True confessions: Zombieland, directed by Reuben Fleischer, is one of my favorite movies from 2009. It was funny and clever and innovative. I loved the sweet, nerdy hero (played by Jesse Eisenberg of The Social Network and Adventureland, for whom I have an enormous soft spot); the blustery but soft-hearted zombie hunter (Woody Harrelson); the tough, funny sisters (Emma Stone and Abigail Breslin).The movie winked and nudged its way through pop culture references and a cheery apocalypse, and gave us reason to root for its characters.
So maybe I'd set my hopes too high for 30 Minutes or Less, Fleischer's latest. But really: is it too much to hope for an interesting narrative, or a single sympathetic character, or maybe a female who doesn't exist just as a sort of point of contention between two dudes?
30 Minutes or Less centers around twentysomething pizza delivery boy Nick (Eisenberg) who, by all appearances, has pretty much given up on life beyond watching action movies, playing Call of Duty, and earning a little money. He lives in his native Grand Rapids with his childhood best friend Chet (Aziz Ansari of Parks and Recreation), an elementary school teacher. Nick likes Chet's sister a lot, but she's moving to Atlanta for a job, on her way up in the world.
Grand Rapids is also home to Dwayne (Danny McBride), a middle-aged loser who lives with his lottery-winning ex-Marine father and hangs out mostly with the dimwitted Travis (Nick Swardson), the sort of guy who doesn't know how to tell a "that's what she said" joke properly. Dwayne hates his father—who, rather reasonably, hounds him to get a job—and realizes that the best get-rich-quick scheme would simply be to knock off the old man and inherit his considerable fortune, then open a tanning salon/prostitution ring.
But of course Dwayne and Travis can't pull off that kind of stunt themselves. They'll have to hire a hit man (unimaginatively based in Detroit). But that means they need $100,000. They could hold up a bank, but they're too scared or lazy or both to do that themselves either. Aha: a better plan—kidnap some hapless loser, preferably a pizza boy, strap a bomb to him, and blackmail him into robbing the bank. You can see where this is going.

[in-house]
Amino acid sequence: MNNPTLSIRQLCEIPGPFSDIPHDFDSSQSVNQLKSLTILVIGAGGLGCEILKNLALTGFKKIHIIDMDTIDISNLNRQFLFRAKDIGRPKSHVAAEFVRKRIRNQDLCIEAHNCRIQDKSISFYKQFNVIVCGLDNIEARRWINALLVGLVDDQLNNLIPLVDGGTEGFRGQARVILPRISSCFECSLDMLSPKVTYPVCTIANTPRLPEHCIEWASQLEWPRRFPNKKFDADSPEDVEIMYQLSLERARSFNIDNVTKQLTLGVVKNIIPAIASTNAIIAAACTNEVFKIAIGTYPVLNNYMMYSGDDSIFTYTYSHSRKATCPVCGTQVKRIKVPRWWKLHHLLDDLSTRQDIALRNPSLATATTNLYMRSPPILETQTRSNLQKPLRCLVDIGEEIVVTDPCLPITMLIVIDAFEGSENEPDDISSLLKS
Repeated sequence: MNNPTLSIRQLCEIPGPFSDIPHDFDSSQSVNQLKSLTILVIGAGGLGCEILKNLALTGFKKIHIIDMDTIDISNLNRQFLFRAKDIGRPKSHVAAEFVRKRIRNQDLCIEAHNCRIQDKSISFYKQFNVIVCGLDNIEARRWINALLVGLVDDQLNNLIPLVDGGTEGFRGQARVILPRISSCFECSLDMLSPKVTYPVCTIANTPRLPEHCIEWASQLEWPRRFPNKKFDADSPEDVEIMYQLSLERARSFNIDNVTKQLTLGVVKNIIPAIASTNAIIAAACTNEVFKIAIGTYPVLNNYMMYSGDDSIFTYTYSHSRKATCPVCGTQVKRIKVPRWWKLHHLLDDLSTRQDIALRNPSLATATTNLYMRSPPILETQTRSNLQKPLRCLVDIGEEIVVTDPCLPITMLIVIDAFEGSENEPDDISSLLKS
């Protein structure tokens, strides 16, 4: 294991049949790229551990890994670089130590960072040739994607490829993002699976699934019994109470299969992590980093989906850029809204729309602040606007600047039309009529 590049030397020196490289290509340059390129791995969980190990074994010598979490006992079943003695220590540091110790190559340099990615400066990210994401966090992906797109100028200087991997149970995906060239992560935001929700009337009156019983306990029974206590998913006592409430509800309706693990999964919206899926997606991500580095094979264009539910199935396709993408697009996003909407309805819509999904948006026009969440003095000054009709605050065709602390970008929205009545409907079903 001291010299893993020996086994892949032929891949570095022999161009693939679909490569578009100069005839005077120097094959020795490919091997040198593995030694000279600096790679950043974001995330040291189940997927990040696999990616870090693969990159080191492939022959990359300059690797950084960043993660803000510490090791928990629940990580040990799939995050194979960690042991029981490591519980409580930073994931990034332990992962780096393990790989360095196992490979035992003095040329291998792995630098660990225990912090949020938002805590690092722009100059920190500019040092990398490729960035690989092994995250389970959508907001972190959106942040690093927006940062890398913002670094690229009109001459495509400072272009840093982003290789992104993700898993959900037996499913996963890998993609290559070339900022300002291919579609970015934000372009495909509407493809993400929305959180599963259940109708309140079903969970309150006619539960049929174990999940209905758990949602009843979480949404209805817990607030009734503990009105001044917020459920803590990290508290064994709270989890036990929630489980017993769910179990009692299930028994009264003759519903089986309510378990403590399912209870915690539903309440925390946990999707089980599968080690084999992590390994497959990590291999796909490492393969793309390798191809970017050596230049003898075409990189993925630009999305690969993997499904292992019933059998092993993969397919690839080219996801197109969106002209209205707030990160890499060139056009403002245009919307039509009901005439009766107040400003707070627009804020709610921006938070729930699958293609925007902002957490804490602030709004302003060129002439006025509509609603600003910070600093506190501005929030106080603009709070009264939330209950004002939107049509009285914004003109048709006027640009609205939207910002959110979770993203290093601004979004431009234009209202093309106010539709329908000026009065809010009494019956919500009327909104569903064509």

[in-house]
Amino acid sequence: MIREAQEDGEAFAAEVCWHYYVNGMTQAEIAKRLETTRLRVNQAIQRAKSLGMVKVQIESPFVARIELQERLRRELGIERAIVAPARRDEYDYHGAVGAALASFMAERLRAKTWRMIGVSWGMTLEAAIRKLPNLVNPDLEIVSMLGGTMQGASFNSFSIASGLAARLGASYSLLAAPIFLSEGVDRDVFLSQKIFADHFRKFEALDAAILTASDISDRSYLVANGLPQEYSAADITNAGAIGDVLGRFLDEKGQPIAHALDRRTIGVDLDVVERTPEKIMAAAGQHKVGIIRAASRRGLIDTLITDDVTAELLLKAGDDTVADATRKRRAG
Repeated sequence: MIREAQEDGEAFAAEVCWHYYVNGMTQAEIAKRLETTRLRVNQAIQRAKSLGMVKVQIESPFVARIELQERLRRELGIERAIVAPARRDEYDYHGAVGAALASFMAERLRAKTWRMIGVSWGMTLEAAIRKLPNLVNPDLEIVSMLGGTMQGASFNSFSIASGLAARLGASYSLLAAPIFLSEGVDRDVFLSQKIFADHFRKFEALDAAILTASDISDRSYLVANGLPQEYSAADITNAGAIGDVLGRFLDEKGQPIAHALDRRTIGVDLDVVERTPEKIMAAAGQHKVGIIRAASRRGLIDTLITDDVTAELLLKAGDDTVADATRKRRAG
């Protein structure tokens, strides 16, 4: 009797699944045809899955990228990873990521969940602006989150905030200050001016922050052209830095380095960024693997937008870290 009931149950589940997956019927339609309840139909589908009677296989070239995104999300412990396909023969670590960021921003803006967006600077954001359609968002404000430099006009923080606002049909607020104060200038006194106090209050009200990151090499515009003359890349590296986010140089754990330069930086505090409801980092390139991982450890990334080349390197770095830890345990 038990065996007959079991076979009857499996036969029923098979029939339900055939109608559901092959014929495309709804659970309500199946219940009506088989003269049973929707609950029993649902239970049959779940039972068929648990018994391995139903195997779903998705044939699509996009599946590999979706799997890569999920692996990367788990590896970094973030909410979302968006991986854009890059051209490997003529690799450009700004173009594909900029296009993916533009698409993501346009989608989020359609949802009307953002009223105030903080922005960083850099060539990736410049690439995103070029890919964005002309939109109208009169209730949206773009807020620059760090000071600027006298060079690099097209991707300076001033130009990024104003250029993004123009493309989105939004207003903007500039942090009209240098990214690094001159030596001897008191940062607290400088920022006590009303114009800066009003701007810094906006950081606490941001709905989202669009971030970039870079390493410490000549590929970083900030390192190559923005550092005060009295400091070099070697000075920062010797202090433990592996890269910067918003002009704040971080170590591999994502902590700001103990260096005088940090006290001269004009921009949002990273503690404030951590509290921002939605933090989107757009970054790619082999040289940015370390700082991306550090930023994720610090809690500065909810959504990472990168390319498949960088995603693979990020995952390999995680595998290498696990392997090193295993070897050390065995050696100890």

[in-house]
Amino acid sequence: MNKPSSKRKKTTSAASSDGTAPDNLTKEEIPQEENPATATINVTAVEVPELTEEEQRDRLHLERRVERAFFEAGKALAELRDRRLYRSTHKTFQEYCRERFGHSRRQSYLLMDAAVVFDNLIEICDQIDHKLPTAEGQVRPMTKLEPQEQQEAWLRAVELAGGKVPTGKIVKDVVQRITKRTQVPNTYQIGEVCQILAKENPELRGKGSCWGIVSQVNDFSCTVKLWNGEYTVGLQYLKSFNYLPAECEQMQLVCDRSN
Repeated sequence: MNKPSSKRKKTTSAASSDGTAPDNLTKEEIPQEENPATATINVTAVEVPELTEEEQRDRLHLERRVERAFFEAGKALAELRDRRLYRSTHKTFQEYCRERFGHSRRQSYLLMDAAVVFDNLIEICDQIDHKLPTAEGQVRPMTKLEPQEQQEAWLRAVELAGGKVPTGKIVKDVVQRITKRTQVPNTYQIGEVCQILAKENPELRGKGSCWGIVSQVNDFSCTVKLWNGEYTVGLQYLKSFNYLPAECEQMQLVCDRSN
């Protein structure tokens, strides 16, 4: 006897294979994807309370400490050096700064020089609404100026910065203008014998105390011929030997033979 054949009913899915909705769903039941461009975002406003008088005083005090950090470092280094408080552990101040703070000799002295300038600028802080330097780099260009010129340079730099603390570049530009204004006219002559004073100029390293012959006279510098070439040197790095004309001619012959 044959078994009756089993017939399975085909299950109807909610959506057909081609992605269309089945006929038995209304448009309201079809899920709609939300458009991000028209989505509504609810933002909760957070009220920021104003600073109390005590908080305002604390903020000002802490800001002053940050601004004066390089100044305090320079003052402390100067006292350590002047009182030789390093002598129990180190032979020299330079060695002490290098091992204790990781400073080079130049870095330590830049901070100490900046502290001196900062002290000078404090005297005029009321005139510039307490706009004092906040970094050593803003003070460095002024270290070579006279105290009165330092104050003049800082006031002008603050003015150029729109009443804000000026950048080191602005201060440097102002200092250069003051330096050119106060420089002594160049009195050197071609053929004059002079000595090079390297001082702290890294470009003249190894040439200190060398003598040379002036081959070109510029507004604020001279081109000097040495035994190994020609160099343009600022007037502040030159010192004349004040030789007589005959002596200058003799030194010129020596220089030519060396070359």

One place it's not going—to play well, that is: In Erie, Pennsylvania, where a similar case occurred in 2003 when a real-life pizza delivery man was killed by a bomb strapped to his chest. The man's family is not happy about this film, and don't find anything funny about it.
They're not alone. Sometimes, 30 Minutes or Less is funny. Audiences generally like bumbling criminals. They make us feel better about ourselves, maybe since most of us suspect we are either kind of bad or kind of stupid, but not both at the same time. The jokes run fast and furious, as do the often barbed and funny pop culture self-references (the earliest of which has Eisenberg winking at his Zuckerberg role in declaring he "never checks Facebook"). The best bits of the movie poke fun at the way that we—whether in love, or careers, or even crimes—so often rely on what we saw in the movies to give us a script on which to base our actions.
But in the genre of crude comedies aimed mostly at dudes, there are two types: the ones that (love them or hate them) still manage to somehow have a twisted but clear moral center and characters you can't help but root for (read: many of the movies churned out by the Judd Apatow factory); and then there are the cringe-a-minute comedies that make you snicker like a 12-year-old at sexual jokes and yet are inexplicably yawn-worthy, far overstaying their welcome. This is, unfortunately, the latter. What will happen to everyone is fairly clear by the end of the first act, and all that's left is for us to wait around for it to happen and hope for some chuckles along the way. Randy humor does not an exciting plot make, nor do this bunch of characters, none of whom seem worth rooting for.
It's a shame, because given the talent behind it, 30 Minutes or Less clearly could have been a funnier, innovative comedy, had it exercised some imagination and stretched past what it ended up being: a pastiche of familiar Hollywood tropes, laced with vulgar humor, that leaned far too heavily on puerile wink-wink bawdiness than actual cleverness. Or, maybe, it could have at least attempted to throw audiences a bone with some compelling characters. As it ends up, 30 Minutes or Less is just another forgettably disposable raunch-fest.Discussion starters
- Dwayne is looking for an easy way out of what he sees as his problems. Have you ever hatched a plot to solve your problems that went out of control? What did you learn from that experience?
- Have you ever had a friendship that fell apart, like Nick and Chet? How did you patch it up?
- The film is funniest when it comments on our reliance on pop culture references to understand our own lives. What parts of your life are governed by the movies you've seen? How does that affect the way you relate to the world around you? Is this a positive or negative effect?
The Family CornerFor parents to consider
30 Minutes or Less is rated R for crude and sexual content, pervasive language, nudity and some violence. The profanity is pervasive, including many f-bombs and a barrage of graphic references to a variety of sexual acts, both euphemistically and explicitly. A scene in a strip club includes some close-up female toplessness. Women exist primarily as sexual objects. The actual violence is more discussed than performed, though one character is shot in the neck with a pen-gun, another in the stomach with a real gun, another in the knee, and two are torched with a flame-thrower (one peculiarly realistically). Cars get hit by other cars. The premise hinges on a character hiring a hit man to murder his father for his money.
Photos © Columbia Pictures
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